House prices in Vancouver have continued to rise a year after the British Columbia government imposed a foreign-homebuyer tax on the metropolitan area – and this has a lot to do with the insufficient supply of housing, according to Toronto-Dominion (TD) Bank.

“We don’t anticipate a significant drop in home prices in any way. Interest rates are going up but they’re going up very gradually, and really what matters is the supply-demand balance,” Diana Petramala, economist at TD Bank, told BuzzBuzzNews.

In July, Vancouver saw a 14% drop in new listings year-to-date. This was the greatest drop in the number of homes for sale in any city across Canada, according to the Canadian Real Estate Association (CREA).

With the benchmark price of a Greater Vancouver home, including condominiums, cracking the $1m mark in July, a supply shortage appears to be behind the price surges.

“The market is still fairly tight, by most measures, which is why prices have rebounded and are still continuing to grow,” Petramala said.

Moderating price growth is in the cards for Vancouver, according to TD Bank’s latest Canadian Regional Housing Outlook, which was published towards the end of August.

In the report, Petramala and Beata Caranci, chief economist of TD Bank, highlighted the key factors impacting market activity in Vancouver and other real estate markets. For Greater Vancouver, policymakers played a significant role in cooling the formerly sizzling real estate market, even though home prices remain elevated there.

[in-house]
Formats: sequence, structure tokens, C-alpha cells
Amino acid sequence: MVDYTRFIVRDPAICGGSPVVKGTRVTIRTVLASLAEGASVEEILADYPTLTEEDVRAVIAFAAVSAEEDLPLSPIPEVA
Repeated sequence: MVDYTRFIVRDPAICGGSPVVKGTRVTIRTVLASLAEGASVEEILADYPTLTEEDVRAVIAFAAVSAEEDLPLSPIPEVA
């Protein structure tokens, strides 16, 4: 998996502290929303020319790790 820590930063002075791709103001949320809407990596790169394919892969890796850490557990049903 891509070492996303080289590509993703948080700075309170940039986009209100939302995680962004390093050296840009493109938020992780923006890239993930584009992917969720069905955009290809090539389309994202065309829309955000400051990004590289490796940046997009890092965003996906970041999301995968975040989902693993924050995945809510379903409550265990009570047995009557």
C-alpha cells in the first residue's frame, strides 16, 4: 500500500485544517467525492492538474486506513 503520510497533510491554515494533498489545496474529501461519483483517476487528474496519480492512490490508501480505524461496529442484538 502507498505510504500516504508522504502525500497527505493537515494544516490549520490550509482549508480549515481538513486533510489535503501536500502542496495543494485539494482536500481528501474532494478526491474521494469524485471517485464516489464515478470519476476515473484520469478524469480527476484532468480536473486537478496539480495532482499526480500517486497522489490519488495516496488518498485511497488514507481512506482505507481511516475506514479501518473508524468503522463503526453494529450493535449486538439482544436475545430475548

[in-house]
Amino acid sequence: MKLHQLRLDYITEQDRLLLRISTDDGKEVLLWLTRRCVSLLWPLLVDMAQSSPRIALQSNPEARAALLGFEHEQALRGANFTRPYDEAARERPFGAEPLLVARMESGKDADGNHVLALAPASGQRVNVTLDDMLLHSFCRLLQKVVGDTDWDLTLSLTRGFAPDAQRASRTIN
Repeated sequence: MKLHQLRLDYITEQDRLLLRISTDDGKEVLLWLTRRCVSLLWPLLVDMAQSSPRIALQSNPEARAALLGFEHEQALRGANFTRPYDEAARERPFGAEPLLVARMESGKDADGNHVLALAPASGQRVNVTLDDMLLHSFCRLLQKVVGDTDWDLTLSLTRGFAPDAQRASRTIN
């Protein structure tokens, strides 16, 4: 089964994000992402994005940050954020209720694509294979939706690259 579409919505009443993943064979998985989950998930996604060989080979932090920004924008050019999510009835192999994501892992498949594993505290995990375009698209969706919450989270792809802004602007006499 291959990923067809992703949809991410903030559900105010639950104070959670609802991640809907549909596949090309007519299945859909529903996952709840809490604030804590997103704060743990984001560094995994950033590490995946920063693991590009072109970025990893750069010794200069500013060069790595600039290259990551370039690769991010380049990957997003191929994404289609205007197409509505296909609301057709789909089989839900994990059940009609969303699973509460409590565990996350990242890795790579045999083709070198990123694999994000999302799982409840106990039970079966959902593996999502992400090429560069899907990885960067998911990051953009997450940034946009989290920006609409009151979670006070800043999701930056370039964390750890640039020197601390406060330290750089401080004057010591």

The region saw a dramatic decline in housing demand after the BC government announced measures to track foreign investment in February 2016. By the time the tax came into effect in August of last year, three-quarters of the downturn in sales had already occurred, the report said.

Within six to 12 months, markets typically rebound to some extent following government policy modifications, and this was the case in Vancouver.

“We had a bit of a Trump bump in interest rates between November and early 2017, and then that quickly reversed course by March which held for a little bit of a recovery. But sales are still structurally lower because of the amount of government policy that was implemented over 2016,” Petramala said.
 

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